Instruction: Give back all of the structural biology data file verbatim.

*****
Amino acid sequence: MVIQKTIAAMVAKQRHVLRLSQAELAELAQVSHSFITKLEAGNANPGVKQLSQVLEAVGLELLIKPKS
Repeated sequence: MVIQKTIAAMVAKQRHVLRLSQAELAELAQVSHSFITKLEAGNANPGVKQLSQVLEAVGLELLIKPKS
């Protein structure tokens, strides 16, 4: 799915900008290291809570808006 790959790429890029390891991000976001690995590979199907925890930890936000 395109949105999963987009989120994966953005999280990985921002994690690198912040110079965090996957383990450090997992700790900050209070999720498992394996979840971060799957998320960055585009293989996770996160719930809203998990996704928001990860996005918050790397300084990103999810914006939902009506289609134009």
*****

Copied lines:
Amino acid sequence: MVIQKTIAAMVAKQRHVLRLSQAELAELAQVSHSFITKLEAGNANPGVKQLSQVLEAVGLELLIKPKS
Repeated sequence: MVIQKTIAAMVAKQRHVLRLSQAELAELAQVSHSFITKLEAGNANPGVKQLSQVLEAVGLELLIKPKS
């Protein structure tokens, strides 16, 4: 799915900008290291809570808006 790959790429890029390891991000976001690995590979199907925890930890936000 395109949105999963987009989120994966953005999280990985921002994690690198912040110079965090996957383990450090997992700790900050209070999720498992394996979840971060799957998320960055585009293989996770996160719930809203998990996704928001990860996005918050790397300084990103999810914006939902009506289609134009």